In property law, there exists a presumption that the owner of land possesses rights extending beyond the surface—encompassing the airspace above and the ground below. This means property owners have control over the airspace above their land, typically up to 500-1,000 feet (150m – 300m), enabling them to develop within these parameters.

Nevertheless, this doesn’t grant absolute control, as aviation laws still allow aircraft to fly at reasonable heights over private property. This legal concept also prevents neighbours from encroaching on each other’s airspace and limits activities like projecting structures or advertising signs above another’s property.

In densely populated areas like London, where the cost of property has become extraordinarily expensive, building owners have already explored digging the basement of the properties, creating in some cases multi-storey underground floors (with also all the hazard and dangerous situation where the structure and neighbouring buildings have been put at risk).

Constructing above rooftops offers a viable solution to address the need for more rooms, as already demonstrated with the number of roof extensions in London, and some people are seeing this as a way of dealing with housing shortages, aligning with the Mayor’s goal of building 52,000 homes over 10 years in the city.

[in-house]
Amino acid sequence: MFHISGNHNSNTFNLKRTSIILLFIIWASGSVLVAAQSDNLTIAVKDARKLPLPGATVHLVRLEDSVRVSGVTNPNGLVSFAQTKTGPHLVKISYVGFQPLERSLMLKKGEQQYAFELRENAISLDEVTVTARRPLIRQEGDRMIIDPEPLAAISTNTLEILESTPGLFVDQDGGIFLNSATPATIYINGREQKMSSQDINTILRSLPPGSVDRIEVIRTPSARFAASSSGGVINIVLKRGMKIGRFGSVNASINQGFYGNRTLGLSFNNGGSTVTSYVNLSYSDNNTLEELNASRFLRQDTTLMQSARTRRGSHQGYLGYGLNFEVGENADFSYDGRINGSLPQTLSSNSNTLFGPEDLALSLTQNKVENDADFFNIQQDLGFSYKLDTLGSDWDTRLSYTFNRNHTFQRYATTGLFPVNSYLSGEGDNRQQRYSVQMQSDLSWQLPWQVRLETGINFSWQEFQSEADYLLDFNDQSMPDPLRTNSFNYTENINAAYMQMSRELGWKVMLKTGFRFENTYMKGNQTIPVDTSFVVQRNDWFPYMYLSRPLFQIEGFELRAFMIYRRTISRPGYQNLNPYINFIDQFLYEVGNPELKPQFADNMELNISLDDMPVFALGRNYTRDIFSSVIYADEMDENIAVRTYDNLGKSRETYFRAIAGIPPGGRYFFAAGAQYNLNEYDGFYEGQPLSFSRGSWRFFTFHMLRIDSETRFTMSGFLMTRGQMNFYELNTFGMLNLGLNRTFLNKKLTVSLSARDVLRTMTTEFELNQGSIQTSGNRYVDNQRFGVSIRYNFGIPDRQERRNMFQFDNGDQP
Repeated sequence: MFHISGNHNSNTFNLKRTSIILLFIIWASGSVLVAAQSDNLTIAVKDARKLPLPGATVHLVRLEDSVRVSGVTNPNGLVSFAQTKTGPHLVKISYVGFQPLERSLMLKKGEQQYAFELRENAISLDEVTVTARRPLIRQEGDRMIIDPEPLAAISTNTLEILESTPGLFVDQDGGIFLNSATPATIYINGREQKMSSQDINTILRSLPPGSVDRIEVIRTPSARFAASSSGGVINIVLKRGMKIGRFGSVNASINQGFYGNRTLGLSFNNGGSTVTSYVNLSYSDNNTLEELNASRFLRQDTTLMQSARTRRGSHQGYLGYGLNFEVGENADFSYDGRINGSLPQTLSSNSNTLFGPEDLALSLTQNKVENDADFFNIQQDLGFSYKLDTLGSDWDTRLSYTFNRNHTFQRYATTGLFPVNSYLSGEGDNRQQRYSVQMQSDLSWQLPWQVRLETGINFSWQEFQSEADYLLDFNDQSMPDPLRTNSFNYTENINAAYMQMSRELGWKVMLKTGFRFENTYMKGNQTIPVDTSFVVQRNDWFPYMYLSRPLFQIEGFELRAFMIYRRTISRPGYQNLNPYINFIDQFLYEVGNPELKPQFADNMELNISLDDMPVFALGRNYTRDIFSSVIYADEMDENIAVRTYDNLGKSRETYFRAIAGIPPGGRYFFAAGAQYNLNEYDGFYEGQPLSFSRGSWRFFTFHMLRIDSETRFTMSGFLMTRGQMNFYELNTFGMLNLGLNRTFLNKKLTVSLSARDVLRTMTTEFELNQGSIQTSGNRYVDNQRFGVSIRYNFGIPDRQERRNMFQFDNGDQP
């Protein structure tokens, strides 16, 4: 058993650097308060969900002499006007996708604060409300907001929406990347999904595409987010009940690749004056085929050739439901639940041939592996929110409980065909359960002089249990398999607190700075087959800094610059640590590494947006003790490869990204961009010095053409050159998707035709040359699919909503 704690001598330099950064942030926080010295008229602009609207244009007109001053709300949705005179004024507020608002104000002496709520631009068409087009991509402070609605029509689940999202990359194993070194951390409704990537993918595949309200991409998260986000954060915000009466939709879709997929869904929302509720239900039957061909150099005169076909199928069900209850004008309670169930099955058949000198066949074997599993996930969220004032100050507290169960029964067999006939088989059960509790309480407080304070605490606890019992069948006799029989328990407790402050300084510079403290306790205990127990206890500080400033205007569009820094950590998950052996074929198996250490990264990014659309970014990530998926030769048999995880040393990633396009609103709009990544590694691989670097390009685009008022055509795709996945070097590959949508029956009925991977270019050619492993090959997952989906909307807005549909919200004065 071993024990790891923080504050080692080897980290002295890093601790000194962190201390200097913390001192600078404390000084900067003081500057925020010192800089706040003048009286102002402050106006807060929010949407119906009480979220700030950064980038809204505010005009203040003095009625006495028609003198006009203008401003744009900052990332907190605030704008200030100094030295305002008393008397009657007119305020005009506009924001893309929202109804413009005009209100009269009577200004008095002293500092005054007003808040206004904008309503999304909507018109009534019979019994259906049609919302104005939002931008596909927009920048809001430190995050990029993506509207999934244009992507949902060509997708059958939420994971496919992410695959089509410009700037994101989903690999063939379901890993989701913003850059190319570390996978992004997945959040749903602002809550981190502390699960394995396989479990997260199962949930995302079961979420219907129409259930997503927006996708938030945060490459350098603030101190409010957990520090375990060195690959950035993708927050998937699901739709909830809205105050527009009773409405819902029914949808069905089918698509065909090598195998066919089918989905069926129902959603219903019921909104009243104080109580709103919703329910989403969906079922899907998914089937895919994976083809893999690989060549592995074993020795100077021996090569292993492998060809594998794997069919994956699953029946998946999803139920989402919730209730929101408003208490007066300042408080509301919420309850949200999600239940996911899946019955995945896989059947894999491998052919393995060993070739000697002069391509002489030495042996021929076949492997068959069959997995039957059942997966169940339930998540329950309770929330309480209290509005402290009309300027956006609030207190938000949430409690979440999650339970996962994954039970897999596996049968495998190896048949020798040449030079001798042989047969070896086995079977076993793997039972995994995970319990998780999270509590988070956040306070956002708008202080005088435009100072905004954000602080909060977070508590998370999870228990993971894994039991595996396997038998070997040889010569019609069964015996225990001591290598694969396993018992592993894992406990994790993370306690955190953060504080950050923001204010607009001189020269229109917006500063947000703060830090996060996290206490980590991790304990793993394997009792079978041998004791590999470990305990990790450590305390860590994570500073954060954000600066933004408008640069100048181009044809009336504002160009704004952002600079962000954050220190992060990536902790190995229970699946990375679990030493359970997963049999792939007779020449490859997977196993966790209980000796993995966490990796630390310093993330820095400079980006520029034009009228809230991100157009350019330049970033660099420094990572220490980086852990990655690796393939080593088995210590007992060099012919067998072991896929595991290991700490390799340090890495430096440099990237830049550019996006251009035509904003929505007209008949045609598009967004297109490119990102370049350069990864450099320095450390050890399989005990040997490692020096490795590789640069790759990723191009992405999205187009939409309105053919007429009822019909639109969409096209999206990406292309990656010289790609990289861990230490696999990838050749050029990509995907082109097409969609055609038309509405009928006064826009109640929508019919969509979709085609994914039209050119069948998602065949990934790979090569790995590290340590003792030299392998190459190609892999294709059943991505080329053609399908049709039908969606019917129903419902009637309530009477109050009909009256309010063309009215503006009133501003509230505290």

Controversial developments based on new planning rights from 2020

In July 2020, the UK Government implemented changes to Permitted Development Rights (PDR) aimed at facilitating construction on top of current structures under specific conditions. Under the new set of rules, a project must meet a number of criteria in order to gain prior approval. But in a nutshell, a building of 3 storeys or more would be allowed to build up to two new storeys of flats, without full planning permission.

PDR are a set of rules that allow property owners to make certain changes to their buildings without having to apply for planning permission from the local authority.